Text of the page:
September 1, 2020
Invasive pest fells a shy beauty
Ashes to ashes
BY PAUL EPP
IN THE EARLY 2000s, the emerald ash borer was first discovered in Canada. It’s a foreign insect that kills ash trees, and it has spread quickly. But who is noticing? There has not been much commentary in the general media. I keep waiting for the public funeral, and the accompanying outrage. Canada was invaded by a murderous scourge and we’ve been placidly carrying on as though nothing has happened. We ought to care.
Some of us have noticed. In the early ’80s I bought a house on the Scarborough Bluffs. One of my first home improvements was to plant an ash tree in the south-facing front yard. I wanted a tree that grew quickly and that provided shade, but not too much: a tree with a lacy rather than opaque canopy. Ash was my ideal candidate, and it served me well, but now it’s gone. There are other conspicuous gaps in our urban greenery, as ash has been a fairly popular urban tree, for the same reasons that I chose. It was fast-growing and hardy, or at least until it was felled by its nemesis. It was also pretty, in an understated way. Other trees can be much more impressive, but the ash was relied on to quietly get the job done.
It’s conspicuously missing in our rural woodlands, too. Ash has long been an important component of our wooded biodiversity. We have taken its presence in our forests for granted. It’s usually long and tall, with a nice straight trunk. Its canopy lets some light through, which benefited the undergrowth. Often found along streams, it anchored the soil and checked erosion. It doesn’t have a brilliant and spectacular fall colour and that may be why, in part, we’ve overlooked it.
Most of us have had some intimate contact with it, especially if we are older. It was the preferred wood for hockey sticks, toboggans, sleighs, snowshoes, tennis racquets, baseball bats, skis, oars and paddles, and many other playful uses, where its strong, pliant and elastic nature were valuable. But we probably didn’t know it by name.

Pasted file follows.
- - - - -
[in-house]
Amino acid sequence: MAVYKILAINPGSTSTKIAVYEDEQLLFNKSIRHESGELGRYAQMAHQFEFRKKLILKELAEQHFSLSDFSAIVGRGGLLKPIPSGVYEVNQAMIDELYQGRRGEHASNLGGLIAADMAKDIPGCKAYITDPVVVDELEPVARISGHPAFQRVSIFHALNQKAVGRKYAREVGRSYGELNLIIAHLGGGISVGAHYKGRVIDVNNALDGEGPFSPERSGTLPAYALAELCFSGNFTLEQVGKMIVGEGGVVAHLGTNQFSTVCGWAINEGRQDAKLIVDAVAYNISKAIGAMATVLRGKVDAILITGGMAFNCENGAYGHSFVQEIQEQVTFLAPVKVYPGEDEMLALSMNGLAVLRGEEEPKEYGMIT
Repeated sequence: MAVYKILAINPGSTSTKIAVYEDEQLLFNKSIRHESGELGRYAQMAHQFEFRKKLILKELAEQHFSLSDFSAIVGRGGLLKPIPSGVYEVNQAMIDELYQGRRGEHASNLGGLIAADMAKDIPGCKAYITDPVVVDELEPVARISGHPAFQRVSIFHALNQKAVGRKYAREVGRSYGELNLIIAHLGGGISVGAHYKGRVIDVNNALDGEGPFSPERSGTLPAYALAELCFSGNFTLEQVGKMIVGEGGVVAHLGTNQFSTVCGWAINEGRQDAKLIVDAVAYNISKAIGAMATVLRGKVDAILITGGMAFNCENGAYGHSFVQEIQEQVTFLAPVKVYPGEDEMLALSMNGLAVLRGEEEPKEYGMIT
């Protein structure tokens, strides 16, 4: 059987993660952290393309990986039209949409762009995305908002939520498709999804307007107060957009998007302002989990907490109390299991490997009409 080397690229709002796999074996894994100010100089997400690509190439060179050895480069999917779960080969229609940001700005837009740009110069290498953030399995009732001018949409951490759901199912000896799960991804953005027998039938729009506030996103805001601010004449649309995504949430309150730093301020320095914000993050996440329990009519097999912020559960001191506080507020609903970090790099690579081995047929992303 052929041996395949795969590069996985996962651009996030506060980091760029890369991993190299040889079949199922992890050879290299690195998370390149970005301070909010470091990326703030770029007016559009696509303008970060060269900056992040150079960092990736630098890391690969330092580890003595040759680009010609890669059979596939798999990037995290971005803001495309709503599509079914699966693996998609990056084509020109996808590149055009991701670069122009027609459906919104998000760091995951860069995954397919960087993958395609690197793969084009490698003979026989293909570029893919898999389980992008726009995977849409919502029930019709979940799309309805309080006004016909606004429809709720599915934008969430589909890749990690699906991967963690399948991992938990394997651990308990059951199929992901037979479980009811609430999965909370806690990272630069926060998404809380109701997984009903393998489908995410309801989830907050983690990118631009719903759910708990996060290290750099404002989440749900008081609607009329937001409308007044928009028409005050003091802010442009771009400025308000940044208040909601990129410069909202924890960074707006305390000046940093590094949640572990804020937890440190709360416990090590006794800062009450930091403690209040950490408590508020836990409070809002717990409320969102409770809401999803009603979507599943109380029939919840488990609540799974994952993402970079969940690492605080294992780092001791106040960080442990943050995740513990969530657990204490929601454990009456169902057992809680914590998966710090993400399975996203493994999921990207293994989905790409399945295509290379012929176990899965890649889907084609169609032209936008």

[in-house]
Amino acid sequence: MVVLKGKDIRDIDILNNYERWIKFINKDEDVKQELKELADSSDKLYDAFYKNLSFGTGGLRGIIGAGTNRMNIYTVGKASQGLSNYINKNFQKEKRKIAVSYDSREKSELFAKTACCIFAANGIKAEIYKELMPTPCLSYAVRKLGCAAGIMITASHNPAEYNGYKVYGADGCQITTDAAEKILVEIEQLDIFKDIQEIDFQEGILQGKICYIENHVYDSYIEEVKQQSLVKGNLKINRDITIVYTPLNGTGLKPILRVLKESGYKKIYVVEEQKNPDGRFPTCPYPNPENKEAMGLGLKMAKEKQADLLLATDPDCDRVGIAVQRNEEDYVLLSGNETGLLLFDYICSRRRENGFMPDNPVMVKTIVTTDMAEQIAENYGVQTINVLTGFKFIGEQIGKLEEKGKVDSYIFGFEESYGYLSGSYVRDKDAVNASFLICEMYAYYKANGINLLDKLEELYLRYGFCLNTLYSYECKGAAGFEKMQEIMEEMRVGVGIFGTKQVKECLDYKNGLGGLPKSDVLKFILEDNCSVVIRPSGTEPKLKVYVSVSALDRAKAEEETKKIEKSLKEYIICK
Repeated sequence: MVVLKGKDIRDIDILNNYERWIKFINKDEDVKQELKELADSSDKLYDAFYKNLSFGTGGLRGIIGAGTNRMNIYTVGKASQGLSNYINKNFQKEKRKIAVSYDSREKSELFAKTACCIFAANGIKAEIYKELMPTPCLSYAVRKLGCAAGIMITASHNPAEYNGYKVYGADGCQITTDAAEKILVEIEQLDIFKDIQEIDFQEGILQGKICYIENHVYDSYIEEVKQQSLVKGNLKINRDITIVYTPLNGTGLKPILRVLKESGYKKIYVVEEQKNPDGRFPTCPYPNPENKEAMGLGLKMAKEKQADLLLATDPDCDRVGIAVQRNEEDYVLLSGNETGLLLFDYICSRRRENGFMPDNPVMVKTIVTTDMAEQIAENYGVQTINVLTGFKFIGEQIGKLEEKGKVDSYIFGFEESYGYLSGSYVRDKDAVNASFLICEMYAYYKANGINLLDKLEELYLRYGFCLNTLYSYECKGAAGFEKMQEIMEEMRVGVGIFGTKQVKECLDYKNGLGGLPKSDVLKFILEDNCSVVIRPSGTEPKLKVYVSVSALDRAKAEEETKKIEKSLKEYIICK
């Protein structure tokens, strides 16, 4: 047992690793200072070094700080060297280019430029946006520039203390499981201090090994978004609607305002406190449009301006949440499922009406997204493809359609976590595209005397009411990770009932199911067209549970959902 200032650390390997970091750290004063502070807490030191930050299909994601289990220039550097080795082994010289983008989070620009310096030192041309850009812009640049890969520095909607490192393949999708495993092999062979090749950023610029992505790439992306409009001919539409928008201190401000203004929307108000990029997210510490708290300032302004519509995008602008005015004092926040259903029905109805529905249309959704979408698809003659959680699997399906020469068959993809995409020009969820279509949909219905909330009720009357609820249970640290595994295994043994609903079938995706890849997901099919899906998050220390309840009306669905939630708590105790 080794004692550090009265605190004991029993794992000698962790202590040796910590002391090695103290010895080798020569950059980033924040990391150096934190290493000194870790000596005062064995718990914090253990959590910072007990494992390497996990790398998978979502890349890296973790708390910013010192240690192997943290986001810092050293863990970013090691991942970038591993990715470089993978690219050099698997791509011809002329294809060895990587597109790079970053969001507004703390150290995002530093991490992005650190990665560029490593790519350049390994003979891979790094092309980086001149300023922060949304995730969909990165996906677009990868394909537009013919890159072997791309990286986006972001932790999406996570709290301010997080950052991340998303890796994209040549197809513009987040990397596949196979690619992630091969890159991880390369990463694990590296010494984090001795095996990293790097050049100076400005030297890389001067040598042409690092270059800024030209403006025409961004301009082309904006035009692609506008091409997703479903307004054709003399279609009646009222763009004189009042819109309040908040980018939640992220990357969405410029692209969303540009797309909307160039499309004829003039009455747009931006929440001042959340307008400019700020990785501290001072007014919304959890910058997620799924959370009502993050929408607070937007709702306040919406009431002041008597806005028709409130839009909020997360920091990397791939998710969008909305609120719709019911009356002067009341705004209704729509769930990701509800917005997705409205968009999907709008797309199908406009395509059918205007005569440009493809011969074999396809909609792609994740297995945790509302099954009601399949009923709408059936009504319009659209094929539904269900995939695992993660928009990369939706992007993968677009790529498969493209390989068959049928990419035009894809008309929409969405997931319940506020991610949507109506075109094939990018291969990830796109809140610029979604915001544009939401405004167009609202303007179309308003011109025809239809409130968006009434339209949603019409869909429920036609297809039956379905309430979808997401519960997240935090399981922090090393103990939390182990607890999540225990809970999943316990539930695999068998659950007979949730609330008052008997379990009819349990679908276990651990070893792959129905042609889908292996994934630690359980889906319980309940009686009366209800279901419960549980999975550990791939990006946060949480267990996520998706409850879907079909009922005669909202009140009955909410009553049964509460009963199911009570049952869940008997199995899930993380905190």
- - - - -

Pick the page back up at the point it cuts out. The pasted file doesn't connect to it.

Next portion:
As workers, we would have been familiar with it too, again, especially if we are older. It has been a very popular handle for tools, like hammers, axes, shovels, rakes, and anywhere else where shock absorption was an asset. Hickory was sometimes an alternative, but the ease with which ash is worked, along with its (then) plentiful availability made it the default.
I happen to now live in a house that was built in the 19th century as worker housing for an adjacent wagon factory. Ash would have been the dominant material used, again for its strengths and shock absorption. Plus, its availability and good price point. Its long and straight trunks made it a productive wood to harvest. Once cars and trucks were replacing wagons, the frames and supporting understructure of these early automobiles were made of wood and usually the wood was ash. It was popular for rustic chairs and a few other items, but not heirloom material.
I’ve often thought of ash as feminine, tall and blond — like a Nordic woman, but more of a lady-in-waiting than a princess. I’ve enjoyed her homely beauty and celebrated her understatement. She served me well and I’ll miss her.
By 2020, the emerald ash borer has invaded halfway across Canada.
Paul Epp of Picton, Ont., is an emeritus professor at Toronto’s OCAD University.